Located on the shores of Lake Burley Griffin, this 30 hectare site was originally planted by Professor Pryor from 1954 to 1957. The impetus for the planting was a request from the then Governor General, Sir William Slim, for an improved northerly view from Government House.
The Arboretum had been damaged in bushfires and much of it was in poor condition with the effects of extended drought clearly evident.
As a joint Commonwealth and ACT Government initiative, the site was gazetted in June 2001 as the Lindsay Pryor National Arboretum. It commemorates the contribution to the nation of the late Emeritus Professor Lindsay Pryor AO (1915 – 1998), an eminent Australian forest scientist, botanist and landscape architect.
The NCA has commenced works to renew and upgrade the Arboretum to a place for recreation, scientific research and education in recognition of the great importance of trees and forests to Australia.
A Reference Group is guiding the design and environmental integrity of the Arboretum's renewal and a masterplan was completed in May 2011. From the two concept plans presented for the management and development of the Arboretum, a final plan was developed following public consultation. The masterplan reflects that cultural value of the site and builds on the original intentions of Pryor and subsequent plantings by the late Dr Robert Boden.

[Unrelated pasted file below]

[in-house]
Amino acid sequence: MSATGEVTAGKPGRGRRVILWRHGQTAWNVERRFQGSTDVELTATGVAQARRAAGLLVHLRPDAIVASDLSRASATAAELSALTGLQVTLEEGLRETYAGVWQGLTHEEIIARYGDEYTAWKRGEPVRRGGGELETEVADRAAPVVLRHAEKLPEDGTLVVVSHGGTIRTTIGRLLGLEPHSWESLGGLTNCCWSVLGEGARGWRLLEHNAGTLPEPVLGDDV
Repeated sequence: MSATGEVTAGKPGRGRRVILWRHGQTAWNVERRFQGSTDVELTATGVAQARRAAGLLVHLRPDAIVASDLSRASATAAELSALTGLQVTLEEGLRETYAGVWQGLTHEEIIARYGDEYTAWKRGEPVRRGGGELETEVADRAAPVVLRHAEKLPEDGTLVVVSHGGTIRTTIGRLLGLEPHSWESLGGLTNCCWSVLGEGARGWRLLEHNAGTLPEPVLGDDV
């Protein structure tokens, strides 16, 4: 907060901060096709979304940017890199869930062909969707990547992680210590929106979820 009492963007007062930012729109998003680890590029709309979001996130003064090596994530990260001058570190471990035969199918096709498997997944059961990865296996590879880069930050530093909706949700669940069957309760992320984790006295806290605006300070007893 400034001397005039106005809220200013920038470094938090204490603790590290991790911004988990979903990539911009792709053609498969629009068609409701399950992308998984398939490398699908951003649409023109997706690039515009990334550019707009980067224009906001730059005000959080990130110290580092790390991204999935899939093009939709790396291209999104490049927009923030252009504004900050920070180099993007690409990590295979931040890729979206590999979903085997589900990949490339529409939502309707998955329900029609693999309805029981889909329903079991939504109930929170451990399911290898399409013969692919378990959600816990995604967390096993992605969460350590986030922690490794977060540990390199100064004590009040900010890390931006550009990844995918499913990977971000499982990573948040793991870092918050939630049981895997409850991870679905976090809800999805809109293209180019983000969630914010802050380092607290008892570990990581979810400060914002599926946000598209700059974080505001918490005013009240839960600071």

A complete survey of the existing trees, substantial clearing of weeds and the reinstatement of perimeter fencing have been completed along with redevelopment of the old toilet block into a picnic shelter. A new entrance road (funded by the ACT Government) was completed in February 2012.
Implementation of the masterplan commenced in the second half of 2011, with additional trees planted along the new entrance road, parallel to Lady Denman Drive and along the lake foreshore. Suitable designs are being developed for toilets and signs, which will be progressed in the coming years.
The key purpose of the LPNA Master Plan is to provide a design strategy that will successfully further develop the area as a forested park primarily for recreation and education with increased facilities for these purposes.
In summary the Master Plan addresses the following key site requirements:
entry and access;
facilities and amenities;
tree species lists for new trees; and
development and management strategies.
It is envisaged that the LPNA will:
provide adequate recreational facilities;
provide tree interpretation to emphasise the role and importance of trees to Australia in the 21st century;
provide the opportunity for a progressive expansion of the tree collection which in the years ahead will yield useful performance information for an expanded range of tree species; and
embrace a sustainable approach to materials selection, water management, site soil and other materials.
For further information, please contact the NCA Plan Team on firstname.lastname@example.org or T 02 6271 2888.